Last month, Amazon launched its standalone prime video service. For about $9 a month, you can now forgo the free shipping option and cut straight to the company’s TV shows and movies, putting it in more direct competition with Netflix.
On the film side, Amazon is positioning itself almost as a specialty studio. It bought a slew of movies at Sundance in January and has three films premiering at the Cannes Film Festival this month.
If that wasn’t enough, yesterday Amazon launched its bid to outdo YouTube with a plan to allow user- and professionally generated videos to be uploaded on the shopping site. It already has commitments from video content producers like Conde Nast Entertainment, The Guardian and Mashable.
The Frame's John spoke with Spencer Soper, a technology reporter at Bloomberg News who wrote about Amazon’s latest service, about how the company's latest venture into original content could transform the business.
What are the requirements to upload a video to Amazon's platform? I assume I can't just upload a video of a goldfish swimming around a fish tank.
So Amazon is saying that it's geared toward professional content creators, but the only requirement is that the videos be in high-definition and that they be close-captioned. So if you shot your goldfish video in high-definition and close-captioned it, that would meet those requirements.
If your fish is talking, this is going to be a great video.
Exactly. But that was one of our questions and the lack of firm response from Amazon on that or these kind of vague guidelines seems like they're open-minded. If you post something that doesn't meet the typical thought of a professional-grade program but it's a hit with their viewers, why get in the way? So I'm not sure that even Amazon knows exactly how this will manifest itself.
One of the big questions obviously is how Amazon and the content creators are gonna make money out of this. What are the different models and how might it play out?
There's a variety of models and it's up to the person posting the content. They can choose to put the video in an ad-supported format which would be similar to YouTube where any Amazon customer can go and watch it and then there's a revenue share on the advertising viewed by people watching those videos. You can put the videos on Amazon and allow access to Amazon Prime subscribers and then Amazon will pay you a royalty based on the number of people viewing that. Or you can offer it as an option for people to rent the program for one time viewing or even purchase it as a download. So there's a variety of ways to make money off of it.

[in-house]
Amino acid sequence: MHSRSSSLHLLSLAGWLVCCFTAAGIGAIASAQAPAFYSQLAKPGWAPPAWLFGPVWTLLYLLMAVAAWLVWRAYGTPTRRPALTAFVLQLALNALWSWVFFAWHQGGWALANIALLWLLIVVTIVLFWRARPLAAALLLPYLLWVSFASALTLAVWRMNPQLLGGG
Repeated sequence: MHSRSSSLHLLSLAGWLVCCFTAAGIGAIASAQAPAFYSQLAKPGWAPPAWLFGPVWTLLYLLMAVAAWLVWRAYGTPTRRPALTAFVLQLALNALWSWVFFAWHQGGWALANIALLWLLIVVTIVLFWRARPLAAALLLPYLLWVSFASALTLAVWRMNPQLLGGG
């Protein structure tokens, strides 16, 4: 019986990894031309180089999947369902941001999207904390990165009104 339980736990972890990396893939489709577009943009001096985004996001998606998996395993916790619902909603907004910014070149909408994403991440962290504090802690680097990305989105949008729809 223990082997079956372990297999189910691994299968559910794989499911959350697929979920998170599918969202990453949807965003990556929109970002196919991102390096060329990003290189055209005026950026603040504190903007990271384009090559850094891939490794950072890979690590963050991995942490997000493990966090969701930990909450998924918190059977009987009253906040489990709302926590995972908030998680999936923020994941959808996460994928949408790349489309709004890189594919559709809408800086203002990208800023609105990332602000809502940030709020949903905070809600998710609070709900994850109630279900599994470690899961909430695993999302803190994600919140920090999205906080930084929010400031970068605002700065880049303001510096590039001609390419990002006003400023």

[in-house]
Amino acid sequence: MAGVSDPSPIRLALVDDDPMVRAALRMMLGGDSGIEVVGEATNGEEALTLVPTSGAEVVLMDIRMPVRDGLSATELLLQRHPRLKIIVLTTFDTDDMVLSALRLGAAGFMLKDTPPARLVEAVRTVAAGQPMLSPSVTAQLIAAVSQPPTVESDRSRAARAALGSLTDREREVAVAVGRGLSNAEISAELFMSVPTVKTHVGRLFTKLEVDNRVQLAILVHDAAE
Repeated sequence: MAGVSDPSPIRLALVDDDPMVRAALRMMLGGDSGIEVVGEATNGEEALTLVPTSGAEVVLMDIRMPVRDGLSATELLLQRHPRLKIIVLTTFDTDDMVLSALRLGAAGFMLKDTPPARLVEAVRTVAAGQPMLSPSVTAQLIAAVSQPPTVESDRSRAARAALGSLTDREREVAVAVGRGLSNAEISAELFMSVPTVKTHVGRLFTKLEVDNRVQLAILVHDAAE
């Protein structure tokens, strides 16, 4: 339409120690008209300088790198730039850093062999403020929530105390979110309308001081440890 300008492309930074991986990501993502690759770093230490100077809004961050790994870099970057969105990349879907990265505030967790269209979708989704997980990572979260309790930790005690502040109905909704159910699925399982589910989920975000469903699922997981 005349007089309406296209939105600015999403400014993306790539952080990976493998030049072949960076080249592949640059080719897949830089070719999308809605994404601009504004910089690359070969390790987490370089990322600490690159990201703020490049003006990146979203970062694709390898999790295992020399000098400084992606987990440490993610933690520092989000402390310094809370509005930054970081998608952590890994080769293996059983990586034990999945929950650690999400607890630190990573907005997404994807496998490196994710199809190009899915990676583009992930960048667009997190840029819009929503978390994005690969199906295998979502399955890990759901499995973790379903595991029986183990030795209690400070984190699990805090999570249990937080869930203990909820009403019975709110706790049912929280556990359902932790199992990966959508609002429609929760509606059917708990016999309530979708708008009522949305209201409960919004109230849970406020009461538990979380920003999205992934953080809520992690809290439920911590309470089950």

Is there a parallel with this video service to what Amazon has done with some book authors, that is to let Authors bypass traditional publishing houses and sell directly to Amazon customers through their Kindle app. Is this essentially the video equivalent to some content creators?
That's exactly what it is. It's a way to bypass the traditional channels of a production studio. There's a lot of people who can create high quality content without a huge investment and this is a way to bring more content to the market at a lower cost.
What is the step-back perspective here. Amazon stock is at an all-time high. It famously doesn't make a lot of money yet, but does Amazon want to be a multidimensional media company? Is there some new model they're going after? What is this whole thing gonna look like going forward?
That's the main challenge, figuring out what it looks like. That's the challenge for analysts who try to model it. Generally, when they price a stock they'll look at other similar companies and model it based on how those companies have performed. There really isn't a comparable company to Amazon and so it's all about engagement and satisfying customers. They're looking for any way for people to buy books and buy electronics and clothes or giving them videos that they like to watch. It's all about how we can increase our engagement with them. The more you have those shoppers stuck in your ecosystem the less time they're spending with any competitor.
So more time on Amazon or on Facebook or with your family or other members of the real world? That seems to be the model.
Yeah, and other merchants. A big part of it is search. You think about Amazon as an e-commerce platform but it's also just a big search engine for if you want to buy something. People think of Google as a search engine, but Amazon is an e-commerce search engine. Now with this video move, they want to be a video search engine. With YouTube you might think of it as, how can I fix this or accomplish that. Amazon wants to be the search engine for that as well.